Other notable birthdays in May include:
Life is the feature of our planet that is most unique--although there are hints that there might be other places in the universe that could support life, living things haven't been found anywhere else (at least not yet!).
On Earth, life comes in many different forms, and over the past several hundred years scientists have come up with a detailed system of organizing life forms. Their system is still evolving as new discoveries are made, but reading a little about it should convince you that it is extremely useful for keeping track of all the different species that exist, and how they're all related to each other.
The classification of living things by how they evolved, and who their relatives are, is called taxonomy, and that's just one way that scientists organize species. The other major way is based on the environment each species lives in, and the fact that living things--this includes plants, animals, fungi, and even microorganisms--often have a particular environment and climate that they are especially adapted to. The organisms that live in a specific environment (the desert, for instance) interact in complicated ways, and together with the environment itself they make up an ecosystem. Groups of similar ecosystems are called biomes, and studying biomes helps us understand the relationships between animals, plants, and other organisms that make life on Earth so diverse and rich.
Windows to the Universe continues to post news releases and podcasts from the National Science Foundation. The news releases highlight science research that is funded by NSF and covers a wide variety of topics. We have provided links from the news releases to content pages on Windows to the Universe, so you and your students can explore, in depth, the subject matter covered in the news release. The podcasts feature short audio stories related to current events in science. You can listen to them online or download them to your mp3 player. There's some really interesting research going on out there and this is a fun way to engage in science learning. Enjoy!
Several people recently inquired how to print Windows to the Universe pages without the black background. When you print a page from the site, the color scheme automatically changes to black text on a white background. This should be true for most browsers, but check "Print Preview" to make sure this works for you. However, many images that have a black background will not change. To print only text without images, you can switch to the text-only version of the site. With most browsers it is also possible to set a fixed color scheme in the Options menu and have it apply to any site you visit.
What does it take for an ecosystem to remain in balance? Play Food Chain Checkers in class, and your students will find out! This new classroom activity uses a board game as an informal scientific model to foster student learning of ecosystem science. Students work together during the game to make predictions, experiment, and to improve the model.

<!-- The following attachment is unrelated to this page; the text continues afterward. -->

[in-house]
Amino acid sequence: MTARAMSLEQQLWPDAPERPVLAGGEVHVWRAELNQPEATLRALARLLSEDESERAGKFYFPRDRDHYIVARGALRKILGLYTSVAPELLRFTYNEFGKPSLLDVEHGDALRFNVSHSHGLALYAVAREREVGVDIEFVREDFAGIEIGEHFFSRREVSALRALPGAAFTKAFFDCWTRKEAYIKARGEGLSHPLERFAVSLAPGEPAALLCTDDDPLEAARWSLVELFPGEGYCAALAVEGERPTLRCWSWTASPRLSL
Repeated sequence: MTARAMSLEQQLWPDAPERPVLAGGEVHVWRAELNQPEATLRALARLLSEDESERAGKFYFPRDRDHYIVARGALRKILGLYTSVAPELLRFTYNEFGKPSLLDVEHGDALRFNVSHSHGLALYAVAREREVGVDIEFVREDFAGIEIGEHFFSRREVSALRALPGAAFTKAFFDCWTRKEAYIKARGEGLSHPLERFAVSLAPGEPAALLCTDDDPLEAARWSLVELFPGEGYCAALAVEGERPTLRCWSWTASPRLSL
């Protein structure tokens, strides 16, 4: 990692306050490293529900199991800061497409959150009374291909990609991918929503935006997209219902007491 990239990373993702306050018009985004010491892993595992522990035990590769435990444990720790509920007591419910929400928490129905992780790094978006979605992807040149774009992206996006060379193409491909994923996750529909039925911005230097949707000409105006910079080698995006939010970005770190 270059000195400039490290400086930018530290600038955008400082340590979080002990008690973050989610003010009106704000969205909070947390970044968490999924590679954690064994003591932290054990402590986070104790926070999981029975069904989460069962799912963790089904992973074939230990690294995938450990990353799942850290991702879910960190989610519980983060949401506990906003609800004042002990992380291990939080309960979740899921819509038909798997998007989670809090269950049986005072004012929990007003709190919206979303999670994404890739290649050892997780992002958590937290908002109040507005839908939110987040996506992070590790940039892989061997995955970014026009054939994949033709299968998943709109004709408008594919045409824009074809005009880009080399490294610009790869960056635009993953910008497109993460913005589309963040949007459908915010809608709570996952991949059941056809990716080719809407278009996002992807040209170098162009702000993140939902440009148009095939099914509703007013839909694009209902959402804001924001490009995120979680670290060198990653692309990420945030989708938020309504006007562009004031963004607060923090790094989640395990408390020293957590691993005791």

Teaching through games that are science models allows students to develop a more comprehensive understanding of concepts such as the dynamic nature of ecosystems and the delicate balance that is needed for them to thrive....plus games are just plain fun!
Do you teach science at the elementary level? If so, we have resources for you!
We have thousands of content pages written at a Beginner level. That means the vocabulary is simpler and the text length is shorter overall. Use our Table of Contents to access our content pages at the Beginner level.
We also have Classroom Activities designed specifically for use in your elementary classroom.
Bookmark our Elementary Resources Page to have easy access to all of these resources.
Use our Snapshot Exercise to have your students write about a select moment of the trip. We have a simple page for elementary school students where they can write down as many words as they can think of that have to do with what they see, hear, smell and touch. For middle-high school students, we have a large list of sensory adjectives that would be helpful in writing their snapshot!
This activity makes your field trip or outing more meaningful and addresses this National Standard for all levels (Assessment Standard B: The ability to communicate effectively about science).
Sedimentary rocks contain clues about their past! Environments change over time, but by looking at sedimentary rocks in an area you can figure out what the environment was like when those rocks were formed. Environmental features, like swamps, dunes, and oceans, contain different types of sediments. The type of sediment and the way it was deposited determines the kind of sedimentary rocks that will eventually be formed in a particular area. Check out this page to view photographs of different environments and the rocks that are made from them.